California Trade Secrets Acts: Everything You Need to Know
In the United States, statistics have shown that a company's biggest threat to the loss of confidential and sensitive information comes from an internal source.3 min read
The California Trade Secrets Acts is just as important now as it ever has been. In the United States, statistics have shown that a company's biggest threat to the loss of confidential and sensitive information comes from an internal source, such as a company's employees.
Trade Secrets Litigation
Trade secrets litigation is a brutal, hard-fought battle, especially for inexperienced lawyers with a mindset for thrill-seeking adventures. Temporary restraining orders and preliminary injunctions are often part of the court proceedings, which tend to run at a lightning-fast pace, and inexperienced lawyers have already lost the case by the time they understand the legal proceedings involved.
While many people might visualize things such as the Coca-Cola formula, the California Uniform Trade Secrets Act, UTSA, provides protection for much more than big companies formulas and research information. Much more common pieces of information are provided protection under the Civil Code sections 3426.1-3426.11.
California will recognize common everyday information worth protecting if a company takes all reasonable measures in protecting its own information and data. The information that California may protect and recognize as trade secrets may include various types of information, such as:
- Business plans
- Corporate minutes and agendas
- Bid specifications
- Customer lists
Misappropriation is the term the UTSA uses, rather than the word, theft, when a use or disclosure of trade secrets has taken place, or there has been an acquisition of improper means. This legal definition can be found in Civil Code section 3426.1.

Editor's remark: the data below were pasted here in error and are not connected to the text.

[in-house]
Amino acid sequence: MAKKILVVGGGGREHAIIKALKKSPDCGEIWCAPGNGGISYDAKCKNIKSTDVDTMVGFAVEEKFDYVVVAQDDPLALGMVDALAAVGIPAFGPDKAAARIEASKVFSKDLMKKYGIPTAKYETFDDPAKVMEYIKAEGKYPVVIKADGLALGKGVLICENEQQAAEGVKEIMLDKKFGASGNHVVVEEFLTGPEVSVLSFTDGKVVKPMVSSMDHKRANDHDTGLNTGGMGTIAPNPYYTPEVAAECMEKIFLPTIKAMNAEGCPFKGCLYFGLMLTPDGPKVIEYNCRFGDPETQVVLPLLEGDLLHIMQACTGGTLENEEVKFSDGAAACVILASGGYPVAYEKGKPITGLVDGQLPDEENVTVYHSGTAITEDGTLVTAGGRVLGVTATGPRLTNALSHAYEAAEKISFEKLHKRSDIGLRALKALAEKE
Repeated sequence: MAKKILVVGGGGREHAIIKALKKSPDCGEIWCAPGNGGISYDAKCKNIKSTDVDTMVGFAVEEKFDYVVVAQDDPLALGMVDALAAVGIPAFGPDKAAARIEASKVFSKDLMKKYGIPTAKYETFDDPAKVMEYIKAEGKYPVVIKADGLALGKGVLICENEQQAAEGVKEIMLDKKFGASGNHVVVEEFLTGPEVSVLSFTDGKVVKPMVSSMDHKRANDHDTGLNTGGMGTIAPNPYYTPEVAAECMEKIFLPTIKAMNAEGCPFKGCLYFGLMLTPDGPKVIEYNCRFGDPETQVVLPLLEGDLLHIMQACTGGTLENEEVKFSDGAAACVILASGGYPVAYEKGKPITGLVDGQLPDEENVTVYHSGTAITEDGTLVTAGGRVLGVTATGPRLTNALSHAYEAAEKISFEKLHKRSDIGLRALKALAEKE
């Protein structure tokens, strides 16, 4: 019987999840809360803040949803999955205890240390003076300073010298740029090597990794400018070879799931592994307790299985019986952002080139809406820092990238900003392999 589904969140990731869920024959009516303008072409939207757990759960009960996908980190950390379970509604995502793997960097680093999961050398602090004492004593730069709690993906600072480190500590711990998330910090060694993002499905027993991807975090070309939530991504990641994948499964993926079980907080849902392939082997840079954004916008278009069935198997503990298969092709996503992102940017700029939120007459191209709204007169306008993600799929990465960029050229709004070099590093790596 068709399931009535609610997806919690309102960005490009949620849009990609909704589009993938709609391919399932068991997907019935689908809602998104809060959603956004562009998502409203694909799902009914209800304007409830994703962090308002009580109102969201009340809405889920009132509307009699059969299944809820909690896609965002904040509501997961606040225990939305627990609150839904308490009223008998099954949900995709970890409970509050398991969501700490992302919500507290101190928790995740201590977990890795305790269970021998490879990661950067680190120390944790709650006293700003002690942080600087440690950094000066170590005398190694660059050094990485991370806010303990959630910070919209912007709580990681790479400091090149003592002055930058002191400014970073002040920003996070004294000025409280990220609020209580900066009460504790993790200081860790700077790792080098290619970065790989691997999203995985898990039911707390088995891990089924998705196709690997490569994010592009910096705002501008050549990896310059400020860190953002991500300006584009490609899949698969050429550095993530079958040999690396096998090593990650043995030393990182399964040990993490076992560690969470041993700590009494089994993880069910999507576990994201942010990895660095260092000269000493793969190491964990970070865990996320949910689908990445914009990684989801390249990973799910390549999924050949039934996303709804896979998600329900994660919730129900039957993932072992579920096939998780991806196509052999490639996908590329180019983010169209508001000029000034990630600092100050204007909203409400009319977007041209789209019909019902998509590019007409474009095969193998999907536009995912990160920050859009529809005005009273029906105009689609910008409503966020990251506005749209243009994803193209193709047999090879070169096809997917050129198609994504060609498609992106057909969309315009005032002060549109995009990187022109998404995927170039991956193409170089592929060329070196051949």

In cases where the provision has been interpreted and upheld as the misappropriation of a trade secret, a former employee uses or discloses customer information that is confidential, to seek new accounts on behalf of a new employer.
What Are Improper Means?
Bribery is considered to be improper means, according to Civil Code section 3426.1(a). For example, information acquired by improper means would be when a former employee physically takes or copies a trade secret.
What Are Trade Secrets?
The Trade Secrets Act not only affords protection for physical information but protects the contents of an employee's memory as well. The employer only has to show the employee used or disclosed contents that meet the definition of a trade secret, to prove that a misappropriation has taken place.
What Is the Wipe-Clean Doctrine?
The “wipe clean” doctrine is no longer viable since the enactment of UTSA. The doctrine refers to an argument that involved employee's who concurred that they could not be expected to wipe clean all the information in their memories, thus they should be allowed to use an employer's trade secret information. Since the 1984 UTSA enactment, cases before 1984 are no longer considered a reliable support in trade secret disputes.
How Does California View Trade Secrets?
Employees will often leave one employer and gain employment with a competitor or a company that involves the same field of work. In such circumstances, it is only reasonable to assume that the employee will inevitably disclose trade secrets of their former employer. However, California does not accept this “inevitable disclosure principle and demands that evidence of use or disclosure be presented.
In the case of Whyte v. Schlage Lock Co., 101 Cal. App. 4th 1443, 1459-60 (2002), the court ruled that the former employer must provide evidence of such use or disclosure of trade secret information before bringing a lawsuit.
While California tends to be looked upon as a key leader in regards to trade secret laws, many states remain divided over the so-called California rule. The California rule refers to the rule that says when a party makes claims of trade secret misappropriation, the party must identify trade secrets with specificity before being allowed to carry out discovery, relating to its trade secret claim.
The rule is highly criticized as plaintiffs lay claim to the fact that there is no way to know the specific trade secrets that have been misappropriated until they are allowed to conduct discovery on the defendant. The lack of harmony among courts is most likely an indication that competing policies are just simply hard to resolve in a speedy manner. In addition, until such competing policies and concerns are balanced, defendants and plaintiffs will continue to see different rules applied throughout courts in the United States.
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